Spectre brought back the head henchman cliche in Dave Bautista, but didn’t give him a gimmick. This time, we get the whole package in Primo (Dali Benssalah). He’s lethal, he barely speaks, and he has a bionic eye. The eye doesn’t appear to be useful to Primo in any way, but does appear to be useful to his master. On the plus side, it’s not a goofy razor hat, but on the negative side, it should have been a goofy bionic eye.
The new villain is my one real criticism of the movie. He is a very generic villain whose presence is almost an afterthought to the plot. The plot itself seems to be more about wrapping up any and all loose ends that may still be dangling, stretching back to Casino Royale, than whatever the new villain is up to. Why am I still referring to him as the new villain instead of by name? Because his name is never enunciated enough for me to understand it and I had to Google it to learn that it’s Lyutsifer Safin (Rami Malek). Even the story of how his face became disfigured was lost upon me because it was so boring and doesn’t matter to the plot. But the main way you know Safin wasn’t a good villain is because Spectre’s villain, Blofeld (Christoph Waltz), is featured in just one single scene and it completely overshadows all of Safin’s scenes combined. It’s a shame because I was really looking forward to seeing Malek give us a memorable villain.
The Death Ray
Nanobots. No, not the vital sign monitoring nanobots. These other nanobots are spread like the plague and target people based on pre-programmed DNA and also DNA that is similar, but not too similar. Don’t ask. And they can never be destroyed. In the wrong hands, it’s the end of the world, but that seems to be Safin’s objective only after his other objectives have run their course. It’s like he does it out of inertia rather than desire. And, the nanobots are originally created by MI6. What would a spy movie be without government secrets? At least it’s not an actual death ray.
Another deserted island housing an abandoned military installation, complete with missile silos and blast doors. The Safin family had converted it into their evil lair and Lyutsifer now runs it. The main features are a poison garden and pools filled with acid and dozens of peons stirring the acid while standing in the acid. I mean, I think it was acid. A bad guy melts in it when he falls in during the climax. But it has no purpose other than to be an obstacle, which means the acid is also just the Chompers.
If this movie hadn’t been slated for release pre-Covid pandemic, I’d say it was the idea of government scientists genetically modifying diseases in labs. Not that movies haven’t used this plot before in many various forms, be it diseases or technology or weapons, all in the name of protecting the country and/or the world. It’s pretty standard for political thrillers and spy movies. Hell, it’s the plot of Avengers: Age of Ultron and Captain America: The Winter Soldier. There is also the idea that science playing God will be the end of us all. We see this scare the shit out of easily frightened people every couple of years, whether it’s cloning, stem cells, artificial intelligence, condoms, evolution, gravity, vaccines, heliocentrism, and the wheel. This time it’s nanotechnology. Next time it’ll be voting machines.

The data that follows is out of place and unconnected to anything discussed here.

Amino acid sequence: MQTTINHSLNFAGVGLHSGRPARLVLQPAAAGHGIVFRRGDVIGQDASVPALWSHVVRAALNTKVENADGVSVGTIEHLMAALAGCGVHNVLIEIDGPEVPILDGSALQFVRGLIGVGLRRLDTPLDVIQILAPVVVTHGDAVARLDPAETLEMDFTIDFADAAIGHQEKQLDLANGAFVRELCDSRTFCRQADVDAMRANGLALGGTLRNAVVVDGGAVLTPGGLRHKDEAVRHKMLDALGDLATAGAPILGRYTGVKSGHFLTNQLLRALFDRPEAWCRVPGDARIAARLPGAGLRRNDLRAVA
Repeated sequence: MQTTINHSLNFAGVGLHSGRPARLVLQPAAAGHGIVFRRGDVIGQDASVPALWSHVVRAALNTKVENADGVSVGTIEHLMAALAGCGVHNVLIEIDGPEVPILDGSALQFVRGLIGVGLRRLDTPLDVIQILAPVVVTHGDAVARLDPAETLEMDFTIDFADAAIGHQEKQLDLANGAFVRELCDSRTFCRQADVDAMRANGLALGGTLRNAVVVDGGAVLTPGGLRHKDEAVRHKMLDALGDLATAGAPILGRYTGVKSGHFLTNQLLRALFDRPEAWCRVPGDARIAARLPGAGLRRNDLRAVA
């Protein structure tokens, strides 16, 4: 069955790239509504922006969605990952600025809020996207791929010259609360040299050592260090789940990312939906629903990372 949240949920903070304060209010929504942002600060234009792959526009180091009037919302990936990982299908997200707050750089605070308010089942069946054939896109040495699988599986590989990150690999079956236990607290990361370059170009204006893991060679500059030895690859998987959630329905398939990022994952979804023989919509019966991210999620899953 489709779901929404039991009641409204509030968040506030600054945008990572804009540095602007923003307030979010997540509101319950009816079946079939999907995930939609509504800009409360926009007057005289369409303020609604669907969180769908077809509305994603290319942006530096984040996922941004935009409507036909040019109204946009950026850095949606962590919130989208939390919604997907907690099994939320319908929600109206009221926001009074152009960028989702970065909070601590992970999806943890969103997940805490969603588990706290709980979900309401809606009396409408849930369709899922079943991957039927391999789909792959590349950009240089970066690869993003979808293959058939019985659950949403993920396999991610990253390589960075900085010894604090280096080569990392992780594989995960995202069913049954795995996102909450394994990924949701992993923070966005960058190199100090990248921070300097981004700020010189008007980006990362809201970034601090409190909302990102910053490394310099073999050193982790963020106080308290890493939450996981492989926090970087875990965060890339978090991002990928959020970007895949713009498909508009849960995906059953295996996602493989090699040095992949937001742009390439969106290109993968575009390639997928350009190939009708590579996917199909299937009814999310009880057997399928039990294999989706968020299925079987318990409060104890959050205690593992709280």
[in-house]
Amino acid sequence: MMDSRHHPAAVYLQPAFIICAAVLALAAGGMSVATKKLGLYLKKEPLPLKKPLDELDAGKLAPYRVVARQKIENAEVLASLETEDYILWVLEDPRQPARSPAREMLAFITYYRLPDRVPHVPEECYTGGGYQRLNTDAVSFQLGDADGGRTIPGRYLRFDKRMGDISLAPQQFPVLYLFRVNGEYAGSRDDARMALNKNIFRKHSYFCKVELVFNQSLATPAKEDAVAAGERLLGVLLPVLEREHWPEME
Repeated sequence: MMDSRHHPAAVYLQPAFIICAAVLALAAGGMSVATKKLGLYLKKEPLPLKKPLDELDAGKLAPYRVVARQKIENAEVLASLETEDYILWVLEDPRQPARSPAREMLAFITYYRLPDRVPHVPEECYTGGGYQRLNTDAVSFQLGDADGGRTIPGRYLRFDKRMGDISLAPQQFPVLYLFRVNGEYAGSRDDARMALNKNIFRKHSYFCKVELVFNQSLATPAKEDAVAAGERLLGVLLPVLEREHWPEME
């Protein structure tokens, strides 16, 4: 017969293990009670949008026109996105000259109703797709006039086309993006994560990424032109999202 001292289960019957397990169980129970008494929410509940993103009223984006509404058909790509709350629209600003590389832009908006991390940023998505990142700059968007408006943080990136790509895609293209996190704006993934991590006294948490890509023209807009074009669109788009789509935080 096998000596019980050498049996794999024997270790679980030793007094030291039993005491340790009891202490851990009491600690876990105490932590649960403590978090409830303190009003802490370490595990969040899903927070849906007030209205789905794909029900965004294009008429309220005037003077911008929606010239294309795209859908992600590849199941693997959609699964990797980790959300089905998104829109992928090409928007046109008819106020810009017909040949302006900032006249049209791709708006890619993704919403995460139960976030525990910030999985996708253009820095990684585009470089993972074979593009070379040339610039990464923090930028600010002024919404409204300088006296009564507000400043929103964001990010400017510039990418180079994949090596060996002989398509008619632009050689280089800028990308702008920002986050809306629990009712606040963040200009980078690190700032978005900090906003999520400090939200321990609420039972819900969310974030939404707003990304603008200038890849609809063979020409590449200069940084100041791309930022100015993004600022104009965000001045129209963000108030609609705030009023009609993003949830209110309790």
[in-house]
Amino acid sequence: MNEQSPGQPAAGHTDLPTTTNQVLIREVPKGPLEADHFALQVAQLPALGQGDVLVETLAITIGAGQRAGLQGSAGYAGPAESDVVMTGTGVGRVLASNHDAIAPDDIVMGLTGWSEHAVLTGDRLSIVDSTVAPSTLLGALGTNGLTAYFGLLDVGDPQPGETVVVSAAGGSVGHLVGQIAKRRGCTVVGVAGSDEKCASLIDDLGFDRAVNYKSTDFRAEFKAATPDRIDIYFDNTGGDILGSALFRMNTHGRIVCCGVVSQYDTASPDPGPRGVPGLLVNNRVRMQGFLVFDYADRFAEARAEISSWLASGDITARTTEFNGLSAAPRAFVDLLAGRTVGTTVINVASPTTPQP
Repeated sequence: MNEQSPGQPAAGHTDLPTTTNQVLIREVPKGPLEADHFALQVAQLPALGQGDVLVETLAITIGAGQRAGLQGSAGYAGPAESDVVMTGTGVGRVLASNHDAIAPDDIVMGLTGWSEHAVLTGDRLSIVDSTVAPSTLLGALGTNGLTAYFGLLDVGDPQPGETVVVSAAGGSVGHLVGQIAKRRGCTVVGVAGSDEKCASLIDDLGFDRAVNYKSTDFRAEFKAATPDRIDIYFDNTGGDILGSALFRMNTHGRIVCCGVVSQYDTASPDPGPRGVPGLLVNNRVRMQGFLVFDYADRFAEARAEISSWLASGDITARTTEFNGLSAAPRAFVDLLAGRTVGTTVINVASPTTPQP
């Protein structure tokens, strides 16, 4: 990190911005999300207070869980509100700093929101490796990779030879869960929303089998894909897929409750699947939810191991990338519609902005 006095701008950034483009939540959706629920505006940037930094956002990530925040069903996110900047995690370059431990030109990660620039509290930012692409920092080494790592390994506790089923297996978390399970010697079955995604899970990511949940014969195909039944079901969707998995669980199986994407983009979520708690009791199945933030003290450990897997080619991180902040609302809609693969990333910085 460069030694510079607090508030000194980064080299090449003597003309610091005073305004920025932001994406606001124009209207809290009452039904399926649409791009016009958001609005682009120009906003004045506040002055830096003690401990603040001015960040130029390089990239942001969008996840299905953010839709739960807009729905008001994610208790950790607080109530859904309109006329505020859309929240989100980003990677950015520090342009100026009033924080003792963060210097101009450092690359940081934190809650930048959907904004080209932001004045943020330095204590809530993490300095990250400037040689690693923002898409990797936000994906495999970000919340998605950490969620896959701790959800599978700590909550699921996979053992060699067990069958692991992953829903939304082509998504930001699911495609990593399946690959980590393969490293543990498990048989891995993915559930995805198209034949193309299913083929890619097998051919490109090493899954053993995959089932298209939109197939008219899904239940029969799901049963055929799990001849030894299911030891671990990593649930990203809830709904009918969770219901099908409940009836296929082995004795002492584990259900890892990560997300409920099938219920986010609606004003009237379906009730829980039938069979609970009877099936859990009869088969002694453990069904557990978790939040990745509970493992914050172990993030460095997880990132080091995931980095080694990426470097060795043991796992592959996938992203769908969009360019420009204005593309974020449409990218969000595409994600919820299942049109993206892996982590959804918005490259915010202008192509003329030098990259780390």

If you have more questions than “good or bad,” the next question from people is where does No Time to Die rank against the other Daniel Craig films? The answer is below Casino Royale. I’ve enjoyed all five of Craig’s Bond films, but Casino Royale is easily the best. After that, throw a dart. The other four are all very entertaining and feature good components, as well as their flaws and cliches. No Time to Die isn’t particularly memorable compared to the rest, just like the rest aren’t particularly memorable. That in itself is a little disappointing since it would have been nice for Craig’s last Bond film to be as amazing as his first. I mean, thumbs up…mostly.
Rating: Ask for two dollars back because Bond villains should be worth the price of admission.
When I was a kid, I loved watching reruns of the old Addams Family TV show. They made me laugh and I liked the spooky factor. As an adult, I cannot watch reruns of that show. They are terrible. And not terrible in the way of watching them through a 2021 prism, but objectively bad. And that’s not just my own opinion. The show was cancelled after just two seasons (though they still managed an astounding 64 episodes) because pretty much everyone thought it was bad. Unfortunately, the schlock that people quickly grew tired of was carried into the film remakes in the 1990s, then again in the animated remakes of the last couple years. Watching this latest entry in the franchise with my wife and son reminded me that the jokes just are not funny and that even kids tire quickly of the nonsense. But don’t take my word for it, take my son’s word for it.